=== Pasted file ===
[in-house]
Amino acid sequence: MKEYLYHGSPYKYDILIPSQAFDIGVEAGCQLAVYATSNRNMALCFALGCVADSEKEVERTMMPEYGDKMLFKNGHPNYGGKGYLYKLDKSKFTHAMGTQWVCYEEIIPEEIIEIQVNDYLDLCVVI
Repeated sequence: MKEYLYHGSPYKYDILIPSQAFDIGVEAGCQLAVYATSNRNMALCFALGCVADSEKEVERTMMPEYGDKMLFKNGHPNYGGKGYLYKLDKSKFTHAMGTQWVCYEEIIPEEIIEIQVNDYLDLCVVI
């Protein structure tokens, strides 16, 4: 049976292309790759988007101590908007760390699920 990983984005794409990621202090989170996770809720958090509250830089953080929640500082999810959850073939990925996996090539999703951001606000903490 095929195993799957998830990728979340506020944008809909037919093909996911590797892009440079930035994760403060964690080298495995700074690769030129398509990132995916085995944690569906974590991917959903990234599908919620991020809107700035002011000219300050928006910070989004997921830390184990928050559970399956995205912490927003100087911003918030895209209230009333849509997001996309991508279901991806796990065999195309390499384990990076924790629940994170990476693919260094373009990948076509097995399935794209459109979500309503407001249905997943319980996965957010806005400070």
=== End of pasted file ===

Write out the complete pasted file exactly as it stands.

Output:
[in-house]
Amino acid sequence: MKEYLYHGSPYKYDILIPSQAFDIGVEAGCQLAVYATSNRNMALCFALGCVADSEKEVERTMMPEYGDKMLFKNGHPNYGGKGYLYKLDKSKFTHAMGTQWVCYEEIIPEEIIEIQVNDYLDLCVVI
Repeated sequence: MKEYLYHGSPYKYDILIPSQAFDIGVEAGCQLAVYATSNRNMALCFALGCVADSEKEVERTMMPEYGDKMLFKNGHPNYGGKGYLYKLDKSKFTHAMGTQWVCYEEIIPEEIIEIQVNDYLDLCVVI
């Protein structure tokens, strides 16, 4: 049976292309790759988007101590908007760390699920 990983984005794409990621202090989170996770809720958090509250830089953080929640500082999810959850073939990925996996090539999703951001606000903490 095929195993799957998830990728979340506020944008809909037919093909996911590797892009440079930035994760403060964690080298495995700074690769030129398509990132995916085995944690569906974590991917959903990234599908919620991020809107700035002011000219300050928006910070989004997921830390184990928050559970399956995205912490927003100087911003918030895209209230009333849509997001996309991508279901991806796990065999195309390499384990990076924790629940994170990476693919260094373009990948076509097995399935794209459109979500309503407001249905997943319980996965957010806005400070």